Q: Is there any use for Oracle database port installation under Linux compat root ?

Adrian Penisoara ady at freebsd.ady.ro
Sun Jul 27 17:03:06 UTC 2008


On Sun, Jul 27, 2008 at 1:15 PM, Alexander Leidinger <
Alexander at leidinger.net> wrote:

> Quoting "Adrian Penisoara" <ady at freebsd.ady.ro> (Sun, 27 Jul 2008 11:22:20
> +0300):
> > Hi,
> >
> >   I am working on a FreeBSD port for Oracle's XE database package[1]
> (Linux
> > binaries) and I stumbled upon some issues related to USE_LINUX_PREFIX.
> > Before going any further trying to support (as an option) installing the
> > Oracle XE directly under the /compat/linux hierarchy (like the
> > database/linux-oracle-instantclient-* ports are doing), I have to ask ask
> > around the following:
> >
> > (1) Is there any real need/benefit to have an Oracle DB installation
> rooted
> > under /compat/linux (e.g. /compat/linux/usr/lib/oracle/xe/...) ? Side
> note:
> > in this case all shell scripts will need to be ran under
> > /compat/linux/bin/bash.
> >
> > (2) How does one deal with installing manual pages and shared files with
> > USE_LINUX_PREFIX -- do they also have to go under /compat/linux ? Using
> > ${MANPREFIX} as a template gives wrong results in this case...
> A port has to install into LINUXPREFIX, if it is an infrastructure
> port (no part has to go outside this location). It has to install into
> the default location (PREFIX/LOCALBASE), if it is an enduser port.
> That's the easy part.

 Good pointer, I was missing this bit. Thanks.

> Now the classification, what is what, is the hard part. The linux
> png/jpeg or whatever lib is for sure infrastructure. If this would land
> in the default FreeBSD lib path, rest assured it would hurt. A linux
> acroread port is an enduser application, a user will call it directly
> to work with it. It also does not come with libs in the default FreeBSD
> locations, so everything will be fine if it is installed in the default
> location.
> For the Oracle stuff I can imagine that it is a hard question. If it
> doesn't put libs into a FreeBSD lib directory (a subdirectory of a lib
> directory is ok, as it will not cause immediate problems), there are no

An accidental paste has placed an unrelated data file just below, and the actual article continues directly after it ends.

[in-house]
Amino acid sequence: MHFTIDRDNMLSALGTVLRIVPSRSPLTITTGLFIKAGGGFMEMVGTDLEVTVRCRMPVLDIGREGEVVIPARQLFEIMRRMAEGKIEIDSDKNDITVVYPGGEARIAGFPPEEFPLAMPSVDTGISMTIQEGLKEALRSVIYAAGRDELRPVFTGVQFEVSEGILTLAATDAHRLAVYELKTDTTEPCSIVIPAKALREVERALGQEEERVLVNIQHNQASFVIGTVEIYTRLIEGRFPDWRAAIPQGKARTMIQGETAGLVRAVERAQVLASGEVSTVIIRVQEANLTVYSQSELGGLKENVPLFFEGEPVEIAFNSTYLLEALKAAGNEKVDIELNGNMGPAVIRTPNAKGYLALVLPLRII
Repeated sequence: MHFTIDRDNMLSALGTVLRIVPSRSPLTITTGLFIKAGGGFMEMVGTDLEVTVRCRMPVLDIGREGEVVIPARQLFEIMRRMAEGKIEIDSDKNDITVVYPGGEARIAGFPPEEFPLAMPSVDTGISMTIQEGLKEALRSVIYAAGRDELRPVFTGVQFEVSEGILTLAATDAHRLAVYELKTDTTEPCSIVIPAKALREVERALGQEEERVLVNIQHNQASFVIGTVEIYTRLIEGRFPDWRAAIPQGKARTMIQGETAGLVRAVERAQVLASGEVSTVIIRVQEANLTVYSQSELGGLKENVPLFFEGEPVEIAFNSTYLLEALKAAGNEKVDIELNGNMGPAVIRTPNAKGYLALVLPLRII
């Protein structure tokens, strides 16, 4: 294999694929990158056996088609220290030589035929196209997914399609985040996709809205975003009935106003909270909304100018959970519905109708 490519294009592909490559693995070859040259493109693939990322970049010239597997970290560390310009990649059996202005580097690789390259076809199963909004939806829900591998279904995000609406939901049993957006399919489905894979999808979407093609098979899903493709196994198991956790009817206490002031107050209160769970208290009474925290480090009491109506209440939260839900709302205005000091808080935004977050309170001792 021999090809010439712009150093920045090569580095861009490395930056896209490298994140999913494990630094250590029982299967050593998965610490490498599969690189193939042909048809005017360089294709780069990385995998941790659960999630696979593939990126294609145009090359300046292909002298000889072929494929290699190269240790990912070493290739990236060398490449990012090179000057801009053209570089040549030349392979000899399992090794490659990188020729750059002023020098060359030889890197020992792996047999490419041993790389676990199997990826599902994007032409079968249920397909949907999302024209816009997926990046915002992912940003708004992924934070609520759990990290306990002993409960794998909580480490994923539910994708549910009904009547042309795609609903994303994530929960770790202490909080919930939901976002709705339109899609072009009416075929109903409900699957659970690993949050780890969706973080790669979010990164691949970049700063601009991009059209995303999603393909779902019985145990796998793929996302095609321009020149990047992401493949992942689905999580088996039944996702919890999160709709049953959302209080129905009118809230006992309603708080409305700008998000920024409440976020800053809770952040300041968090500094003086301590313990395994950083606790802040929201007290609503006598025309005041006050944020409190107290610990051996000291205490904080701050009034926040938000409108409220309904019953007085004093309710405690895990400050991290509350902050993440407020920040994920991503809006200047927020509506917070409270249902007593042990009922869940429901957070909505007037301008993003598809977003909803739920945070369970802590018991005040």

> immediate objections to putting it into the default FreeBSD location
> (and as the DBA as an enduser would use it, this would fit into the
> description above). But we also have the rule that nothing is allowed
> to be put into the basesystem (/usr/Y instead of /usr/local/Y). Think
> about jails where the base is mounted read-only and only additional
> programs are in a RW part.

  In the default configuration the binaries (and I mean all of them!) would
be placed under /usr/lib/oracle, since this is a hardcoded path in all
  I will also offer a "WITH_BSDHIER" option which will root the installation
into /usr/local/oracle and just make a symlink under /usr/lib. Should I
rather make this the default ? ;)

  There are no libraries (or other binaries for that fact) installed outside
the Oracle hierarchy (this is the general strategy for Oracle RDBMS products
at least). So I guess it very nicely fits into the "enduser" picture you
describe above. I'm just wandering whether a /compat/linux rooted
installation would make sense.

  I am still interested to hear opinions from Oracle DBAs/users on this
subject -- would you need this option ?

> In the end it comes down to what you are able to do and how hard the
> software is to port. Maybe it is easy to install everything into
> LINUXBASE and install a wrapper into LOCALBASE (/usr/local/bin/Y would
> be a script with #!/compat/linux/bin/bash and start whatever is needed
> to start /compat/linux/bin/Y). Maybe the installation of the software
> allows to install into /usr/local/softwarename and you can make links
> from /usr/local/bin/ to it.
> The rules for this are strong suggestions. If it is possible to do,
> do everything you can to follow the rules, if you don't know how to
> make something follow the rules, ask specific questions on ports if
> someone has in idea. If there's no idea, forget the rule and try to do
> something as close as possible to the goal of the rule (and document
> what/why).
> Bye,
> Alexander.
Thank you for your time.

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